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How 'natural-born leader' Desmond Ridder is using offseason program to help Falcons level up

Falcons teammates confident in Ridder's ability to lead team in all aspects

FLOWERY BRANCH, Ga. – Desmond Ridder freely admits to feeling a bit overwhelmed this time a year ago.

That was, well, expected.

Ridder hadn't been a Falcon long, with a rookie minicamp and a few offseason program sessions to his credit. Now he's the starting quarterback, leading a team with an improved defensive talent base, a top-tier offensive line, tons of dangerous skill players and the heightened expectations that come with all that.


"This time last year, my head was spinning," Ridder said after Wednesday's OTA session, which was open to the press. "Obviously having a year under my belt and a whole offseason, things have become a lot more comfortable. Now we're trying to work the intricate details of it, the ins and outs, and knowing the exact reasons why everything is going on."

Tyler Allgeier remembers those early days well, when he, Ridder and Drake London were rooming together during rookie minicamp. That trio spent time after work in the Falcons dormitories, going over plays using poker chips. That suggestion came from Ridder's private coach, and helped the quarterback process the new information being given to him.

Ridder's work ethic hasn't waned since then, learning and processing and practically applying the Falcons scheme until his has become second nature. He did so outside the spotlight early on, working as Marcus Mariota's understudy until he got promoted near last season's end.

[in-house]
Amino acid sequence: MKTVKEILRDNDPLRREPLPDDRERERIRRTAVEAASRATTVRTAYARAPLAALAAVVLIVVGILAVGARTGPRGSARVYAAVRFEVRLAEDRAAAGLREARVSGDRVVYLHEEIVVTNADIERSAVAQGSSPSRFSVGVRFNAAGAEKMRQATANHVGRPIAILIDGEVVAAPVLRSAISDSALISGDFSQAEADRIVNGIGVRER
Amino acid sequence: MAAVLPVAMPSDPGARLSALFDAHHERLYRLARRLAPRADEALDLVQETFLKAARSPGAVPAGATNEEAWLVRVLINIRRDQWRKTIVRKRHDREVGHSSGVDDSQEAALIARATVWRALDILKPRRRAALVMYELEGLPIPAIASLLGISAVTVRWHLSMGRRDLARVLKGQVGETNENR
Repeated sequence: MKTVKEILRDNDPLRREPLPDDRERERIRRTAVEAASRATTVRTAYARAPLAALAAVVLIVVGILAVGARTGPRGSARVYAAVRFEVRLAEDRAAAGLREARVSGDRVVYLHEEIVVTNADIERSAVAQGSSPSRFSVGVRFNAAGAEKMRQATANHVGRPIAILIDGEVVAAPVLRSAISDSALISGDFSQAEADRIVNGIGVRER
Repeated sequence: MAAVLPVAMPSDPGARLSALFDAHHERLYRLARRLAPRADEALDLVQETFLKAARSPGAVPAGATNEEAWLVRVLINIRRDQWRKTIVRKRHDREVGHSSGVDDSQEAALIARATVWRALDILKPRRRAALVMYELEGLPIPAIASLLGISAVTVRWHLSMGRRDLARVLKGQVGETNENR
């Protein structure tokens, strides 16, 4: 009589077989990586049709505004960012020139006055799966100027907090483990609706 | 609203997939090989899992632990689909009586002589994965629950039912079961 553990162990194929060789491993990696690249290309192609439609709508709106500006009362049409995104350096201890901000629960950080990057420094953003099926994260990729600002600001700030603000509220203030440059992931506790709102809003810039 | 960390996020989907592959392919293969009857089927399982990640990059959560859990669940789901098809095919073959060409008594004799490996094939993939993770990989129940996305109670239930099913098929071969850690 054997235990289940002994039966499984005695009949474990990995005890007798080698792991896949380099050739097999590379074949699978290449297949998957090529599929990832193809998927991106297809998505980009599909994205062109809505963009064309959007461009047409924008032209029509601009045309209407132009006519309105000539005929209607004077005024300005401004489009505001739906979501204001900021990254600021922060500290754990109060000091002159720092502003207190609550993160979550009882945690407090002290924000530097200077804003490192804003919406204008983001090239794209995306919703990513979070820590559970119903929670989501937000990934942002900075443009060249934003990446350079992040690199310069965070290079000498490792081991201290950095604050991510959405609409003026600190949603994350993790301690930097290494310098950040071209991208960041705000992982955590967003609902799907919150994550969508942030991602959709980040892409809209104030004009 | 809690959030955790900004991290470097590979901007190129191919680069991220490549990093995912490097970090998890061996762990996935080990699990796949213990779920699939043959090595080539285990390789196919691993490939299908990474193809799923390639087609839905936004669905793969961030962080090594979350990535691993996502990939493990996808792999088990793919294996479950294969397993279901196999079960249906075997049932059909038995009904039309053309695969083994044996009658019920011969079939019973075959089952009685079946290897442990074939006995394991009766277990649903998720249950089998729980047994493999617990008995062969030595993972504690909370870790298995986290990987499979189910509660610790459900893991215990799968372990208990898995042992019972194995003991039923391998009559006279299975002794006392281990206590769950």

That experience, plus this spring's work, has Ridder in a drastically different place. He's ready to lead this team.

"He already had the confidence last year," Allgeier said. "Now he has a year under him after learning from Marcus [Mariota] – he's just a natural-born leader. Him coming in last year, being with him the apartments last year [during rookie minicamp] and then seeing him now, that's a big step. He always had the confidence. We're all confident playing behind him."

Ridder is confident in his ability to lead this group. Captaincy has always been a strong suit, in both high school and college. Ridder has been known as a gamer, someone comfortable in a prominent both in practice and on game day.

A big part of that echoes a term head coach Arthur Smith regularly uses: authentic leadership. He's not someone playing a part and takes pride in that.

"I'm doing what comes natural to me. Nothing's forced," Ridder said. "However it comes out for me is how it comes out. Sometimes it's loud, sometimes it's not. Sometimes it's real quiet off to the side. Sometimes I'm out there talking to the defense. I'm just being who I am."

London says London has taken command in that area, with signs regularly showing up during the offseason program.

"If something goes wrong, he's the first person to speak up," London said. "That's what you want on your team."

This portion of the year is about forming bonds, chemistry on the field and off. Leadership is about that, too, not just speaking up. Ridder and some of his receivers met during the offseason, away from the facility, to enhance timing, ball placement preference and passing-game efficiency.

It's also about refining mechanics. Ridder gained confidence over last season's starts, learning he can play this game at this level. Now it's about improving as a thrower and decision maker who stays within himself and the offense.

He isn't trying to fix every issue in one day, choosing instead to focus on progress through getting the little things right. Such was the case on Wednesday afternoon.

"Stay balanced in my shoulders, not have too much weight on my back foot and stay balanced in my feet and my base," Ridder said. "Tomorrow it could be something new. Like with everyone here, it's about getting better every single day."

Take a look at the 2023 Atlanta Falcons in action during OTA practice.

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